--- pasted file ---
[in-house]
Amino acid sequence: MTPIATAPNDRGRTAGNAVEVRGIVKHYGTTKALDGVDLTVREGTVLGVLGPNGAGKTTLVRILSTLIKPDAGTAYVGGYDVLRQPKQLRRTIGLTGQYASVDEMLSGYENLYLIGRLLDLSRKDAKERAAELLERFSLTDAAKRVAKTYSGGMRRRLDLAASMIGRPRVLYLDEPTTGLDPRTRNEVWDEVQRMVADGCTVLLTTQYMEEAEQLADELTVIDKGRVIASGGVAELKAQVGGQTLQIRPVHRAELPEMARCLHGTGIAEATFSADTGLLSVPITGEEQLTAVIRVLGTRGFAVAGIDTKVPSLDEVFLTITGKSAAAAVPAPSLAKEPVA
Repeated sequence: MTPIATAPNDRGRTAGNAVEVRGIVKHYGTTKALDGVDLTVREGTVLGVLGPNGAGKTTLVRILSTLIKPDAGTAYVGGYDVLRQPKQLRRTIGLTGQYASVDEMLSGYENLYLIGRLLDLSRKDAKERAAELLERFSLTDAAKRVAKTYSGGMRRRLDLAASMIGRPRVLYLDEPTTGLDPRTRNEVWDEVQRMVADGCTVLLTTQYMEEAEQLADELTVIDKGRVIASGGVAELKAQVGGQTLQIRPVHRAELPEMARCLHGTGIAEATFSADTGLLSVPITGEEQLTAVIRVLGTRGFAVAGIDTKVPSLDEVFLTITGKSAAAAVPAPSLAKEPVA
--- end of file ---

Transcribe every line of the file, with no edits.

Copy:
[in-house]
Amino acid sequence: MTPIATAPNDRGRTAGNAVEVRGIVKHYGTTKALDGVDLTVREGTVLGVLGPNGAGKTTLVRILSTLIKPDAGTAYVGGYDVLRQPKQLRRTIGLTGQYASVDEMLSGYENLYLIGRLLDLSRKDAKERAAELLERFSLTDAAKRVAKTYSGGMRRRLDLAASMIGRPRVLYLDEPTTGLDPRTRNEVWDEVQRMVADGCTVLLTTQYMEEAEQLADELTVIDKGRVIASGGVAELKAQVGGQTLQIRPVHRAELPEMARCLHGTGIAEATFSADTGLLSVPITGEEQLTAVIRVLGTRGFAVAGIDTKVPSLDEVFLTITGKSAAAAVPAPSLAKEPVA
Repeated sequence: MTPIATAPNDRGRTAGNAVEVRGIVKHYGTTKALDGVDLTVREGTVLGVLGPNGAGKTTLVRILSTLIKPDAGTAYVGGYDVLRQPKQLRRTIGLTGQYASVDEMLSGYENLYLIGRLLDLSRKDAKERAAELLERFSLTDAAKRVAKTYSGGMRRRLDLAASMIGRPRVLYLDEPTTGLDPRTRNEVWDEVQRMVADGCTVLLTTQYMEEAEQLADELTVIDKGRVIASGGVAELKAQVGGQTLQIRPVHRAELPEMARCLHGTGIAEATFSADTGLLSVPITGEEQLTAVIRVLGTRGFAVAGIDTKVPSLDEVFLTITGKSAAAAVPAPSLAKEPVA